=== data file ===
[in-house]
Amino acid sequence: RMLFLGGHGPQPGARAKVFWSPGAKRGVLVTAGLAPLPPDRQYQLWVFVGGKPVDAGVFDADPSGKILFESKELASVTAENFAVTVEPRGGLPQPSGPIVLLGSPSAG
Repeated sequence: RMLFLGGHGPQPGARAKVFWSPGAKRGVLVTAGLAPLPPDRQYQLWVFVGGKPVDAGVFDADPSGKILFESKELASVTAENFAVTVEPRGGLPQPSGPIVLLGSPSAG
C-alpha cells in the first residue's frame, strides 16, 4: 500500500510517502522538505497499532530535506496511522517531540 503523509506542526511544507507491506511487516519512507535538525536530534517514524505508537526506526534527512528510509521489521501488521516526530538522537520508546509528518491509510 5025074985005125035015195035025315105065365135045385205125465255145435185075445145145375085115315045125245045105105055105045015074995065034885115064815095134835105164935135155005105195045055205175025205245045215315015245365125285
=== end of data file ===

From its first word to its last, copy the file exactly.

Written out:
[in-house]
Amino acid sequence: RMLFLGGHGPQPGARAKVFWSPGAKRGVLVTAGLAPLPPDRQYQLWVFVGGKPVDAGVFDADPSGKILFESKELASVTAENFAVTVEPRGGLPQPSGPIVLLGSPSAG
Repeated sequence: RMLFLGGHGPQPGARAKVFWSPGAKRGVLVTAGLAPLPPDRQYQLWVFVGGKPVDAGVFDADPSGKILFESKELASVTAENFAVTVEPRGGLPQPSGPIVLLGSPSAG
C-alpha cells in the first residue's frame, strides 16, 4: 500500500510517502522538505497499532530535506496511522517531540 503523509506542526511544507507491506511487516519512507535538525536530534517514524505508537526506526534527512528510509521489521501488521516526530538522537520508546509528518491509510 5025074985005125035015195035025315105065365135045385205125465255145435185075445145145375085115315045125245045105105055105045015074995065034885115064815095134835105164935135155005105195045055205175025205245045215315015245365125285